While savings on energy because of longer days are often cited for this arbitrary time change, the truth is it ends up being more of a hassle for most of us. A recent Rasmussen Reports poll revealed that only 37% of Americans thing that DST is worth the trouble, while 45% don't think it's worth it. The energy savings are nonexistent, and the negative effects of DST on health are becoming hard to ignore.
Till Roenneberg, a chronobiologist at Ludwig-Maximilians Unviersity in Munich, Germany, has been studying these effects. More broadly, he studies the cumulative effects of DST on our bodies' relationship with day and night. And not surprisingly, they can be critical. The changes we make both during spring and summer disrupt our chronobiologic rhythms and impact the duration and quality of our sleep. What's more, the effects last for several days after the time shifts.
This is how Prof. Roennenberg explained it to National Geographic in 2010:
"The consequence of that is that the majority of the population has drastically decreased productivity, decreased quality of life, increasing susceptibility to illness, and is just plain tired."
But DST has even more dramatic impacts on health. Two different studies, one in 2008 and a more recent one in 2012, have shown that both "spring forward" and "fall back" time shifts increase the incidence of heart attack in the days following the time changes. Interestingly, the spring time shift has a more pronounced effect on women than on men, while the fall time change has a more pronounced effect on men.
So it's not just about being groggy in the morning because you have to roll out of bed when it's pitch black outside. DST actually impacts your health.
So what can you do to avoid these negative effects?
It will sure take more effort to do this as it gets colder, especially in the dark mornings, and especially in the rain. But exercise has great benefits for your health. In an ABC News interview, biologist David Glass from Kent State University suggests that even a brisk walk can simulate serotonin release in the brain, influencing how our bodies react to the time change. And serotonin (aka 'the happy hormone') has other effects too, including alleviating the winter blues that many of us suffer from in the Northern hemisphere.
Vitamin D, or the sunshine vitamin, has many benefits for our health, including helping regulate our immune system (bye bye common colds!), maintain a healthy body weight and maintaining cognitive functions. What's more, sunshine simply makes us happy. The reason, again, is serotonin: sunlight stimulates its production in the brain.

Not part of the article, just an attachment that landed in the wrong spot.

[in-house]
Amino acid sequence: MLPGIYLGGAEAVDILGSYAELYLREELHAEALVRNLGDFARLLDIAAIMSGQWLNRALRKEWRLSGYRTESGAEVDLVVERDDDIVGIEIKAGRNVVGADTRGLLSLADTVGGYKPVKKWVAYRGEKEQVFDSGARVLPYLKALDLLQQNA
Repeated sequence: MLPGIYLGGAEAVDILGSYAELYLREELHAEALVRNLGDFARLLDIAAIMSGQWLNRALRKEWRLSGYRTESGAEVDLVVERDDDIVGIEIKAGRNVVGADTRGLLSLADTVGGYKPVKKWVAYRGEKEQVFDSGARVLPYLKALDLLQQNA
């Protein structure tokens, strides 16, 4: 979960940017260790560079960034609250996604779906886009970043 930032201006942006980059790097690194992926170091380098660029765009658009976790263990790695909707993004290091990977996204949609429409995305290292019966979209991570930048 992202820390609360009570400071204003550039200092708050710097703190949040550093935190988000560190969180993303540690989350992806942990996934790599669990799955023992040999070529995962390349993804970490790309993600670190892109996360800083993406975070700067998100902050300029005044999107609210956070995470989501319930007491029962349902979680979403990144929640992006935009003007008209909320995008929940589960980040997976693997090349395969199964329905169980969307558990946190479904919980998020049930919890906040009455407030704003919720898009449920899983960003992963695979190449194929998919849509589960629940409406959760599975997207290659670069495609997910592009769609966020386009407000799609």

For some of us, seeking sunlight seems impossible in the fall and winter hours. We either wake up early - hence it's dark outside; get home late - once again, dark outside; or the sun is just not cooperating, hiding for days in the clouds. This is where lamps that mimic sunlight, also called full spectrum lamps, might come in handy. These lamps might be more expensive, but their benefits are invaluable: they improve mood, productivity, mental and visual clarity, and they reduce fatigue. These benefits make them perfect for use both at home and in the office.
The majority of adults need between 7 and 8 hours of sleep per day in order to operate at optimal alertness. It's true that some people differ somewhat in this, but on average only 5% need less than 7 hours, and 5% more than 8 to feel well-rested. Quality sleep is absolutely essential for us to be alert and productive. What's more, when you cut on sleep you actually accumulate sleep debt. That means that if you need 8 hours a night but only sleep 5, you accumulate a 3-hour sleep debt. And each time you do this, your debt gets larger and the negative effects of sleep depravation grow.
If you think you can repay your debt with a lump sum of weekend snoozing, you're wrong. Sleeping longer than usual on your days off will just through your body off. Instead, you can take naps and make sleeping a priority throughout the week.
Take melatonin supplements
Consider taking a small melatonin supplement if sleeping well is hard for you. Melatonin is produced by the pineal gland and helps control your sleep and wake cycles. A small amount is all you need to help you regulate your sleep cycle if the DST time changes disturb it. It's best to consult with a health professional before you take the supplements. Melatonin is often used to alleviate jet lag, which is why some say that for just a one-hour time shift it's better to seek natural solutions.
Humans are social creatures, and close relationships are crucial to our happiness. But when days are shorter, colder and darker, we might feel inclined to hibernate in our caves. Yet research has found that people are happier when they are with others than when they are alone, and the boost is the same for both introverts and extroverts. So make time for family and friends this weekend to fight off the negative effects of DST.
Do you have any tips on how to fight off the negative effects of DST? We'd love to hear them in the comments below.